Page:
Effective Downhill Turns: What the Science Says – Cross Country Ski Technique

Effective Downhill Turns: What the Science Says

Downhill turns cross-country skiing

A team of scientists from Norway, Sweden and Slovenia studied downhill turns made by elite female cross-country skiers and came up some helpful guidelines.*

The two techniques they studied were skidding and step turning. Skidding is similar to a hockey stop. You decelerate by edging parallel skis against the fall line.

You can also snowplow through a downhill turn, but the scientists were interested in high performance techniques. They already knew step turning was the fastest way to negotiate a turn, but they wanted to know how the turn radius might impact optimal technique selection.

The takeaways from the study:
  1. High exit velocity should be a skier’s top priority and speed matters more than staying tight in the corner. It’s better to take a wide turn at a higher speed than to take a tight turn at a slower speed.
  2. If you’re about to enter a turn too fast and you need to skid, do it early and hard. Rapidly decelerate to a safe speed, then begin step turning as soon as possible.
  3. Faster skiers braked rapidly during the start of the turn and then maintained speed. Slower skiers braked for a longer period of time and left the turn with a lower velocity.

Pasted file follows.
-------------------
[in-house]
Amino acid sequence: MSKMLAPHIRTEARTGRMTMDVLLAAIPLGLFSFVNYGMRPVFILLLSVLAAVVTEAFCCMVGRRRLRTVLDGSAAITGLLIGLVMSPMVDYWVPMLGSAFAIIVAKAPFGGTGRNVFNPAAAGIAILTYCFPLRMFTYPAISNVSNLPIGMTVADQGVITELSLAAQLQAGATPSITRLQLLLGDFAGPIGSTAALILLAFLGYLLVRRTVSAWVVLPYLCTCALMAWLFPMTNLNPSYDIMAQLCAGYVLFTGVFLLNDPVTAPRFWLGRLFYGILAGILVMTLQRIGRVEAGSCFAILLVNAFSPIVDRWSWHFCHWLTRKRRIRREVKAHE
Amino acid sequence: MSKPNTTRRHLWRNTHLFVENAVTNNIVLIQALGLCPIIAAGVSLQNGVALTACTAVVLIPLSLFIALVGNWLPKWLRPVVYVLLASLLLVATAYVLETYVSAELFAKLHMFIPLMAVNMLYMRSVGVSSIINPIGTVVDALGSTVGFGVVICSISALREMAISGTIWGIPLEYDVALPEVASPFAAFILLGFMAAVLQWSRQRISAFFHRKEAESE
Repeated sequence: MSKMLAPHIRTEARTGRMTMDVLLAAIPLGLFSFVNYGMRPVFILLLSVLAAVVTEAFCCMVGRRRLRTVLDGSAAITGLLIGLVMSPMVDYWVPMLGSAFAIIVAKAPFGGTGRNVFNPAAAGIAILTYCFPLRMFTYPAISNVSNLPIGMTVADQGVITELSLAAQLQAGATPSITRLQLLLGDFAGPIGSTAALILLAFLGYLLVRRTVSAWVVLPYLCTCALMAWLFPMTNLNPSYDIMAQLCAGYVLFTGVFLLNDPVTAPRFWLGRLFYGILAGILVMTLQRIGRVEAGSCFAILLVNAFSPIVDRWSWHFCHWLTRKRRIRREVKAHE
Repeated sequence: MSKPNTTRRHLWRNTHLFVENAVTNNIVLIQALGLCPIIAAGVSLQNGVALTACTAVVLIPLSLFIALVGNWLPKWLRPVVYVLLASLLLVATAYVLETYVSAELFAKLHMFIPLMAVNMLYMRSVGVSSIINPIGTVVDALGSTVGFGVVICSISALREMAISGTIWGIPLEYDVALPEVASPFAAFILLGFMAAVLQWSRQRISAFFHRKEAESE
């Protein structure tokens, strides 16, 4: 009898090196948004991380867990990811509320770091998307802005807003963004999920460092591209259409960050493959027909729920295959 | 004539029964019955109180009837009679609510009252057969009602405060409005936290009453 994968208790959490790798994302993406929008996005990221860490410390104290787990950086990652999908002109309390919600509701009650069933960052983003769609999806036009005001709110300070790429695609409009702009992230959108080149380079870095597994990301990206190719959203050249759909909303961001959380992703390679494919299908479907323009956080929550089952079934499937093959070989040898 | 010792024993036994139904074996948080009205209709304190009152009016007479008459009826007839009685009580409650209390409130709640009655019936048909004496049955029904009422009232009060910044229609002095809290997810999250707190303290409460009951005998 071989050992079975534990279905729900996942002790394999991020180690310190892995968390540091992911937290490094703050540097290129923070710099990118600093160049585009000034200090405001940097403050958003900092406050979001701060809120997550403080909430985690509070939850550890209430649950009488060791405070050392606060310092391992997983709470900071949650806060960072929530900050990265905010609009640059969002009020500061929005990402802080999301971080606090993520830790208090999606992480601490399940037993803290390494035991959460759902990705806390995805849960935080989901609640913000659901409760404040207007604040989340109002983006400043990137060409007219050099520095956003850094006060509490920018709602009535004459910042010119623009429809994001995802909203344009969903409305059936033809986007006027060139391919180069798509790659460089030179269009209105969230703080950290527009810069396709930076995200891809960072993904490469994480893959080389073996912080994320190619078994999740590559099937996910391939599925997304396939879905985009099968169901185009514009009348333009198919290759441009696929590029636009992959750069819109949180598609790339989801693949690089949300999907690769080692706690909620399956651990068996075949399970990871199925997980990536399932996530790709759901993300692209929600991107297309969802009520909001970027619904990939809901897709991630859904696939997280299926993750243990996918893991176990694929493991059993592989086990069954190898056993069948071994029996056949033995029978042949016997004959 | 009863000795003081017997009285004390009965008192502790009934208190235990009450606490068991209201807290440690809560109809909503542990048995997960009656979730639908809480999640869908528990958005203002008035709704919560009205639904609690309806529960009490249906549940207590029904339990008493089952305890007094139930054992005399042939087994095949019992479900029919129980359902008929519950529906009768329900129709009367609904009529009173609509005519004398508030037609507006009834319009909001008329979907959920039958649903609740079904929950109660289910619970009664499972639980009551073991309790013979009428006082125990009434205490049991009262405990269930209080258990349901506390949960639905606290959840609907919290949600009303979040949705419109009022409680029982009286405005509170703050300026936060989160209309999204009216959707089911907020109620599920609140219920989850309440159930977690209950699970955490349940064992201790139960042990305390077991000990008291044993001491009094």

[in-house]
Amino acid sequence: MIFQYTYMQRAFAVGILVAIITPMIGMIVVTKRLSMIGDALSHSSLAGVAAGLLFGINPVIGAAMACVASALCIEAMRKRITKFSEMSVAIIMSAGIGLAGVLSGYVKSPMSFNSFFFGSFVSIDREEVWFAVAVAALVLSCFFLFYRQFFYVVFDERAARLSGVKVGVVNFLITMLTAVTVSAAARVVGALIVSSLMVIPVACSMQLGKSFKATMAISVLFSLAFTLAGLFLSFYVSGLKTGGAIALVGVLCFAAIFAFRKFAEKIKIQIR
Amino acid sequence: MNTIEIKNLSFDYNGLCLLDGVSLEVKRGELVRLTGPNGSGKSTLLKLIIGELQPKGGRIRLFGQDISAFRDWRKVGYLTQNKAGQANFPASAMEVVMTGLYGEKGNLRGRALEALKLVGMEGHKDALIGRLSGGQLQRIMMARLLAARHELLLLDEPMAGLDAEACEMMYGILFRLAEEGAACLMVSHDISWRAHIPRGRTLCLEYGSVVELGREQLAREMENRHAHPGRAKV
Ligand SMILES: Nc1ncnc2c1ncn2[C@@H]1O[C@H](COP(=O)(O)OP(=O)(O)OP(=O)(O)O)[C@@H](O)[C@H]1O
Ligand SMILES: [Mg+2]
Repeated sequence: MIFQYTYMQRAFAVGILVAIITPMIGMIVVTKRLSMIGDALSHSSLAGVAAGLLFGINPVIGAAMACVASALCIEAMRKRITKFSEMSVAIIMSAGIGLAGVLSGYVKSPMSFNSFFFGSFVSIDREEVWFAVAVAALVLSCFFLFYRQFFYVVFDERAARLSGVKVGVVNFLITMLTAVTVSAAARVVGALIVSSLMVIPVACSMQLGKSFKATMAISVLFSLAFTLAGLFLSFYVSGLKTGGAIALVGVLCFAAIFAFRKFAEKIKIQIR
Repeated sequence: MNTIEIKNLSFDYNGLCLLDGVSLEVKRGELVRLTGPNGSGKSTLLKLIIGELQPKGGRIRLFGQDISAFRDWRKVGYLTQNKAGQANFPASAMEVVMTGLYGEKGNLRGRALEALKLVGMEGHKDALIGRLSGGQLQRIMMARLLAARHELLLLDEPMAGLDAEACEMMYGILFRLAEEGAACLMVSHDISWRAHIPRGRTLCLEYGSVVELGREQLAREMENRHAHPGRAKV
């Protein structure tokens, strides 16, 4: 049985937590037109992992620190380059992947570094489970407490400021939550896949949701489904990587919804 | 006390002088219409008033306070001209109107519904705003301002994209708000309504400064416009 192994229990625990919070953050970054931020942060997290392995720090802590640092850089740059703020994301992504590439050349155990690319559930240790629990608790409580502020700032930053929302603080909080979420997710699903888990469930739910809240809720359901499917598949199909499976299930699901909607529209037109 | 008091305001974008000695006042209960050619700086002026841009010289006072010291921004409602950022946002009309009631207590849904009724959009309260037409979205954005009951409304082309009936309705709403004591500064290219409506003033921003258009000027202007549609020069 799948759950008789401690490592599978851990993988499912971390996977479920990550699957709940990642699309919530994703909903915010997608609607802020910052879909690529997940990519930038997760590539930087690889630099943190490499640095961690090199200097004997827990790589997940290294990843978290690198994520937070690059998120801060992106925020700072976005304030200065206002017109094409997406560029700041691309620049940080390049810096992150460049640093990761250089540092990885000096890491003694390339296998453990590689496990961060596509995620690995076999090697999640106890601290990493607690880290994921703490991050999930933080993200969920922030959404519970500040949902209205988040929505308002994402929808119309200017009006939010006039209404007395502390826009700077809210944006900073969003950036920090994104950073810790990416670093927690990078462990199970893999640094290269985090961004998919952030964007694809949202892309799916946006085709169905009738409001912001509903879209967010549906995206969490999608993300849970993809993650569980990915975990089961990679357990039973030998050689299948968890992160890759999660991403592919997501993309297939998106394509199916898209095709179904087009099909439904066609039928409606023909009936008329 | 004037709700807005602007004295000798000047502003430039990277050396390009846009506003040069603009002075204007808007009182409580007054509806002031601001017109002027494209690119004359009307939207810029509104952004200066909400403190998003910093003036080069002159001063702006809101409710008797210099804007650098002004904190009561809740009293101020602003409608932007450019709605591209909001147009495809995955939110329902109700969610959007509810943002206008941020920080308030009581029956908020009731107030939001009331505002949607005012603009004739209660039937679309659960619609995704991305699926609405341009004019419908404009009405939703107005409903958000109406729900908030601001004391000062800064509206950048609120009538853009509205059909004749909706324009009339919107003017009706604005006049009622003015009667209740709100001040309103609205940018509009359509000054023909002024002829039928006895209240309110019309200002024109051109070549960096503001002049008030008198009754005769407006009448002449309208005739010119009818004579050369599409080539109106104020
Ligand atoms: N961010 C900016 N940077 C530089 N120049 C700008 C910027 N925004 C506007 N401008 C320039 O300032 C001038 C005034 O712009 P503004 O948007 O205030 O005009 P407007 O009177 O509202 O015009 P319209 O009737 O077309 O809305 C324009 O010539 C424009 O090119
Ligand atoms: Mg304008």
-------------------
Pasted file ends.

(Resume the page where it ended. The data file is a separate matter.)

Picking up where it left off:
4. Try to accelerate out of the turn by initiating your step turn as early as you can and using rapid, powerful leg push offs.

It’s interesting that taking the turn wider actually helped performance. When skiers turned sharply into a corner, even when step turning, they came out of the corner slower. This means that you shouldn’t prioritize hitting the apex of a turn or staying incredibly close to the inside line as this could reduce your speed.

Additional Tips
  1. Look where you want to go. Don’t look straight ahead and don’t look into the trees or at spectators. Just look to the exit of the turn.
  2. Keep your chest facing the same direction you are looking. This helps bring your body and skis around.
  3. Keep your weight evenly distributed on your feet. In many cross-country ski techniques we stress keeping your weight forward, on the balls of your feet, but downhills and step turning require a different approach. Keep your weight evenly spread between your heels and the balls of your feet for maximum stability.

Here’s a video demonstration of downhill step turning:

* Sandbakk O, Sandbakk SB, Supej M, Holmberg H-C. The velocity and energy profiles of elite cross-country skiers executing downhill turns with different radii. Int J Sports Physiol Perform. 2014; 9, 41-47

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